Our History

Greenhill and Hillside were originally commissioned back in the 1930s as distinguished residences for guests of BHP – now the world’s largest mining company. At the time, BHP had just merged with Port Kembla’s Australian Iron and Steel (AIS). Sid and Cecil Hoskins, the managing directors of AIS, spent 15,000 pounds from the merger on the construction of a ‘Director’s cottage’ (Greenhill) and guesthouse (Hillside). The company had acquired the land on Cobbler’s Hill from local farmer Reg O’Donnell, who had lived there with his family and herd of prized Ayrshire cattle.

Designed by architects Pitt & Merewether and boasting high ceilings, open fireplaces, maple panelling and breathtaking views, the properties became a prestigious showpiece for the company. They have even played host to royalty, providing the ideal holiday home for the Duke and Duchess of Gloucester in the 1940s.

Paul Sorenson, famous for designing the gardens at the Everglades, a National Trust property in the Blue Mountains, established our stunning gardens. Our current planting and landscaping carefully interprets Sorenson’s original intentions, with the inclusion of traditional pink and white plant varieties available in the 1930s. The gardens are a delightful highlight of the site.


A giant fig tree originally growing in the area gave rise to the name of a township, which developed along the highway at the foot of Cobbler’s Hill. The fig tree at that time was at an important road junction and thus became a well-known landmark.

By the 1930s the town centre of Figtree at the junction of Princes Highway and Gibson Road consisted of stores, a hotel, a post office and police station, and a line of cottages facing the highway. Apart from a scattering of eucalypts on the hillside of Cobbler’s Hill the area was devoid of its original vegetation due to earlier land clearance practice. Farms and rural properties occupied the area and supplied cattle for a number of slaughter yards that operated in the area.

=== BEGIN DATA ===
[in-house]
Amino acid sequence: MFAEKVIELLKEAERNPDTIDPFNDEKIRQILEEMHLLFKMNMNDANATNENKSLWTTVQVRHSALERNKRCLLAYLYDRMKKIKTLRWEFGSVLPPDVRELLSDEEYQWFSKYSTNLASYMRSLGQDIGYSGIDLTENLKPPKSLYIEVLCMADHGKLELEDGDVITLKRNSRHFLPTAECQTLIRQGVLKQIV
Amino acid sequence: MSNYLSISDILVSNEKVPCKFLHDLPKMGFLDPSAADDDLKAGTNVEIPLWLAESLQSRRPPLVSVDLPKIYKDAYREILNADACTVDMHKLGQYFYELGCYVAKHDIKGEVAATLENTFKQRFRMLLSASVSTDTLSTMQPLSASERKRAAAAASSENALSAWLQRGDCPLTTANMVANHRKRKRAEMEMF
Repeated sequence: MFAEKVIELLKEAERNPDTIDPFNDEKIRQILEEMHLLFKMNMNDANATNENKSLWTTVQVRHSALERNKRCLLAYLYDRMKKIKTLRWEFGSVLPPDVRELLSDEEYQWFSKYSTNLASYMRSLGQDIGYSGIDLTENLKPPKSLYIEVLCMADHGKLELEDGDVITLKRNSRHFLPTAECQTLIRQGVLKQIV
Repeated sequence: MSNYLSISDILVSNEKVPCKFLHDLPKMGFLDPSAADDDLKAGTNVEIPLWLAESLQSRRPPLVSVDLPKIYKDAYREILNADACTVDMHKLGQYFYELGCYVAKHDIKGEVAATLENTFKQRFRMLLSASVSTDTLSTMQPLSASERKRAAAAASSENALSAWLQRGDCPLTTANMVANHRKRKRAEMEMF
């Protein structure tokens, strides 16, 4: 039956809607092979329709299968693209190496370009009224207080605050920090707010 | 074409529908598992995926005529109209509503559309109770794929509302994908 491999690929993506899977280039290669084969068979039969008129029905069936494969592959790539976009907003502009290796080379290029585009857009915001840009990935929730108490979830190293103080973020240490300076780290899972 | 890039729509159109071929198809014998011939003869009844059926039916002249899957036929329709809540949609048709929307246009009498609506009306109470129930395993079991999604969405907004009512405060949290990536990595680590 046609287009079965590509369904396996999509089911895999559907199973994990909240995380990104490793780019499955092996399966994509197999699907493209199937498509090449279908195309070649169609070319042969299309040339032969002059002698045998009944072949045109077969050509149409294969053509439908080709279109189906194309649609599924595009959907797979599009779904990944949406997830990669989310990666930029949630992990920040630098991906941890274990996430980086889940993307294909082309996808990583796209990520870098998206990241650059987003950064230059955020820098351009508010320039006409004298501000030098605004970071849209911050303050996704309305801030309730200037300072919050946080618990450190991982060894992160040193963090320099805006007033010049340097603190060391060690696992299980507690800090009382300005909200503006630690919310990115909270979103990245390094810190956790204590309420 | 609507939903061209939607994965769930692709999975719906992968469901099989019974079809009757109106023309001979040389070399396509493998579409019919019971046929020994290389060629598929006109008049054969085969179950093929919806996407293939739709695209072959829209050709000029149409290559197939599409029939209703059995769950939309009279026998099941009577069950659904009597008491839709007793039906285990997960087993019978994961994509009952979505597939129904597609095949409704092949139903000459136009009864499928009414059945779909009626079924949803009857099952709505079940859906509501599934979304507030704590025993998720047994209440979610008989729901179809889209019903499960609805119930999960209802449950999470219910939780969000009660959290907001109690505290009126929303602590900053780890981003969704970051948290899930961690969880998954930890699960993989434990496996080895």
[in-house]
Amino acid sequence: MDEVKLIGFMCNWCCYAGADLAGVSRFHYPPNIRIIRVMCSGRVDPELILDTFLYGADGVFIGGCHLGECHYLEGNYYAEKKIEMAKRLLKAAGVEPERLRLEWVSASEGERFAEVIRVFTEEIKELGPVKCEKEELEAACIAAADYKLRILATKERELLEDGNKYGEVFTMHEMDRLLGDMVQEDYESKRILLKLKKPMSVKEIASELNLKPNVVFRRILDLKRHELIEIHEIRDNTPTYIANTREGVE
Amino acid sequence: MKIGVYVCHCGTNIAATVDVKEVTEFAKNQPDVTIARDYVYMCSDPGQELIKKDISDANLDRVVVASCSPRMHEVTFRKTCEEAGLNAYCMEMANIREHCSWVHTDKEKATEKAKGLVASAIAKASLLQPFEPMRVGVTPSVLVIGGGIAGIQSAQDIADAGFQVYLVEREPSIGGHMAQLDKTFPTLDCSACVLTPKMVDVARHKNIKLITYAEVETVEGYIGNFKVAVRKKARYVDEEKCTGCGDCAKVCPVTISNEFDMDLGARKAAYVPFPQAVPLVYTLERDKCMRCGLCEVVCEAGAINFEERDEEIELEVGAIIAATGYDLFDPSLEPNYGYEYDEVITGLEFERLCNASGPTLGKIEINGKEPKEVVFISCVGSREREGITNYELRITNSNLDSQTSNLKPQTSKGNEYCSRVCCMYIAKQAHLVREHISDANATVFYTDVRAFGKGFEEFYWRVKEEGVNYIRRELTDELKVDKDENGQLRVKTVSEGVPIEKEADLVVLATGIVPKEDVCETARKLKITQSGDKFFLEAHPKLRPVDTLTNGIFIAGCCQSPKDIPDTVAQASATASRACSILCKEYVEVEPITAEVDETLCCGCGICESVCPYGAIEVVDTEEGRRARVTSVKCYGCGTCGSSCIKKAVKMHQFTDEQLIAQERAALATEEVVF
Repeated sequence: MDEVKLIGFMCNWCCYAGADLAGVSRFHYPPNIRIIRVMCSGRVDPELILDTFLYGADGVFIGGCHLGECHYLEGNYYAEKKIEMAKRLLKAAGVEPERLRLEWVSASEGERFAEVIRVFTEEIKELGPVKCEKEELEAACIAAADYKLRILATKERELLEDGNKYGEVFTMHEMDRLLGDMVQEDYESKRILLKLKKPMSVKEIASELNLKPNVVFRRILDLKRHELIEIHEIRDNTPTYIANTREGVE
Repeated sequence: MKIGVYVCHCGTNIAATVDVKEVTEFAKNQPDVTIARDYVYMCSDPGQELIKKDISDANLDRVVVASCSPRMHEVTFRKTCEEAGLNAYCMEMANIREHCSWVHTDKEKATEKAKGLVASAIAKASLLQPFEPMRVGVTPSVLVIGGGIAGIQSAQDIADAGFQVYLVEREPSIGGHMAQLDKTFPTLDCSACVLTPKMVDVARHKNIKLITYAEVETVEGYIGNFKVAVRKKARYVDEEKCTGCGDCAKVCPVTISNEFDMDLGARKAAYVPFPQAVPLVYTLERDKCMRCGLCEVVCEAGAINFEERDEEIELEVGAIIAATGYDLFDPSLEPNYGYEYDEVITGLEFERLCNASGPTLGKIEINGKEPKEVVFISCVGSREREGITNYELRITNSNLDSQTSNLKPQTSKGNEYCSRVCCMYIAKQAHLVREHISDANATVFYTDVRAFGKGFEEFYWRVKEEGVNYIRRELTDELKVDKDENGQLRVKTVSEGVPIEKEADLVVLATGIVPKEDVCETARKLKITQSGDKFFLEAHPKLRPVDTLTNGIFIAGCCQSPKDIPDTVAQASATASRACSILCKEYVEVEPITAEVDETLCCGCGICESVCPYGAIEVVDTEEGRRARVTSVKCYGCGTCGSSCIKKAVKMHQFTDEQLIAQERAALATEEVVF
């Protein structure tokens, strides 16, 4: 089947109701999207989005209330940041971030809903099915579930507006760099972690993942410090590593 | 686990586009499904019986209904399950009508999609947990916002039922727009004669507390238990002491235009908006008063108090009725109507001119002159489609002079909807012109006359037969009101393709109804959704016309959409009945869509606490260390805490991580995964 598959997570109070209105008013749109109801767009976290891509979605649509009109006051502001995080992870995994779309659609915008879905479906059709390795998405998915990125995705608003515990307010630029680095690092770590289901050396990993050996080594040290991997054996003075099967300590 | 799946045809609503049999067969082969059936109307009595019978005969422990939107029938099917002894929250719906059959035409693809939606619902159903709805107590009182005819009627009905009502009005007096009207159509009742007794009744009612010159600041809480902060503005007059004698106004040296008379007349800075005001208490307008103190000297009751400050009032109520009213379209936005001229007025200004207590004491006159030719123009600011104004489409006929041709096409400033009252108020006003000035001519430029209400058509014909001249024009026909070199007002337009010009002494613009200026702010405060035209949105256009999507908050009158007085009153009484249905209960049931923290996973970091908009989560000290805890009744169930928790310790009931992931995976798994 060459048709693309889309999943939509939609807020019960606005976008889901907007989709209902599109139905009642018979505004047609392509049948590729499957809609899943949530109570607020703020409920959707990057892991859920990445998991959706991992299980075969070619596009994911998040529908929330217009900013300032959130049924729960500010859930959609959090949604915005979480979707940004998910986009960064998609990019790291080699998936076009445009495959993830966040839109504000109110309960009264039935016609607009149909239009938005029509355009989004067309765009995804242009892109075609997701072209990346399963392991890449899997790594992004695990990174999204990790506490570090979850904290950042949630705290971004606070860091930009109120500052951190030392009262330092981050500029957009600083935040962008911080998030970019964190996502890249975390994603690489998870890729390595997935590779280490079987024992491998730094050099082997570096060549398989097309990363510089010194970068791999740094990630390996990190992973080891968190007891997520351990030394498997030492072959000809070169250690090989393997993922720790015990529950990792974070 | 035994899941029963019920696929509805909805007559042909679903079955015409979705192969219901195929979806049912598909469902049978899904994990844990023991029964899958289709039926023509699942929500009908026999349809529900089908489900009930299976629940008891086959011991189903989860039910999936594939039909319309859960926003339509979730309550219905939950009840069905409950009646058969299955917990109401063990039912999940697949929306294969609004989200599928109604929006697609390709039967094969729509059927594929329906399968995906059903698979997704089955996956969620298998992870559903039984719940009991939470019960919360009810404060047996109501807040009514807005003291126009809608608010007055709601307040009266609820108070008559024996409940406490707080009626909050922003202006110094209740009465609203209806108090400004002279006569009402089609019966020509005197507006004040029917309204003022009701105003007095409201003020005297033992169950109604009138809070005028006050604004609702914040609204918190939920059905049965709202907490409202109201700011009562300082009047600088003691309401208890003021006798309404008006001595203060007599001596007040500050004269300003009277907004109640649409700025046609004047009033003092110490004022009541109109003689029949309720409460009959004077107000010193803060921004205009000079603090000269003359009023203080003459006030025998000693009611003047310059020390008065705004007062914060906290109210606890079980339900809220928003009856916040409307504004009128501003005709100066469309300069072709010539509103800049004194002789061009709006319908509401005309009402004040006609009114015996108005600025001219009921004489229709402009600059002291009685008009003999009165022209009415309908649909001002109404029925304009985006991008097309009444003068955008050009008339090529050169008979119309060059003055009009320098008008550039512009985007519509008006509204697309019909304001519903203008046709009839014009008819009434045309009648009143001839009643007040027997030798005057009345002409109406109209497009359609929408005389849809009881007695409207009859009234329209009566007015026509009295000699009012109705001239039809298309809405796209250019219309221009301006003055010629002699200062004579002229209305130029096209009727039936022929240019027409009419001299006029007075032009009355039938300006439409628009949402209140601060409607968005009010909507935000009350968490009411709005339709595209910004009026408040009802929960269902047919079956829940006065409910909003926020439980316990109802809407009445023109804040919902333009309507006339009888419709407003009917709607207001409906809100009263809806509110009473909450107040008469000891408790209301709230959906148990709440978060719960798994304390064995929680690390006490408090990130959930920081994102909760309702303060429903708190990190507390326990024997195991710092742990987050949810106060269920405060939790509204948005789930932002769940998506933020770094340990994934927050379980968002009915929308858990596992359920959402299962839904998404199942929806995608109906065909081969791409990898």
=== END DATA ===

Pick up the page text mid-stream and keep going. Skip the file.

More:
In the 1930s the slope of Cobbler’s Hill was Reg O’Donell’s property, featuring a brick cottage and a herd of champion Ayrshire cattle. Above this, on the top of the hill,  was the Maynes Farm, owned and occupied by J.M. Staff, whose relative Bill Staff operated butcher shops in the district.

Our Estate

Metal manufacturing had begun in Port Kembla in 1908, when the Electrolytic Refining and Smelting Company opened the first copper processing plant in Australia. The metal industry of Port Kembla developed further in 1927 when the Lithgow-based Hoskins Iron and Steel Company moved to Port Kembla to be closer to the sources of their coke and easy transportation. The new firm of Australian Iron and Steel (AIS) was formed with three other metal manufacturing companies in 1928. When the Great Depression struck, BHP took the opportunity to consolidate the Australian Iron and Steel industry. BHP had been running Australia’s only other iron and steel plant at Newcastle since 1915 and the financial difficulties of the time resulted in AIS becoming a subsidiary of BHP in 1935. The 1930s were a time of great expansion for BHP, particularly at Port Kembla where over the four years to the end of 1939 BHP had doubled the steel output. Their acquisition of coal mines at Bulli and Mount Keira in 1936 and 1937 gave BHP a total workforce of 5000 in the Illawarra, over 10 percent of the district’s population. BHP’s investment during the 1930s was an important factor in the development of Wollongong as an industrial centre. Because of the increased importance of AIS, which had merged with BHP in 1935, a new administration building had been built at the company’s Wollongong works. It was also decided to build company guesthouses and a function centre for important visitors and executives. The site they chose was an exposed south-easterly facing slope behind Figtree, Mt St Thomas and the steelworks. Cecil Hoskins, the managing director of AIS was expecting the site and buildings to be a prestigious showpiece for the company. The location of Greenhill Estate was clearly chosen so that a visual connection was established from the buildings to the steelworks at Port Kembla.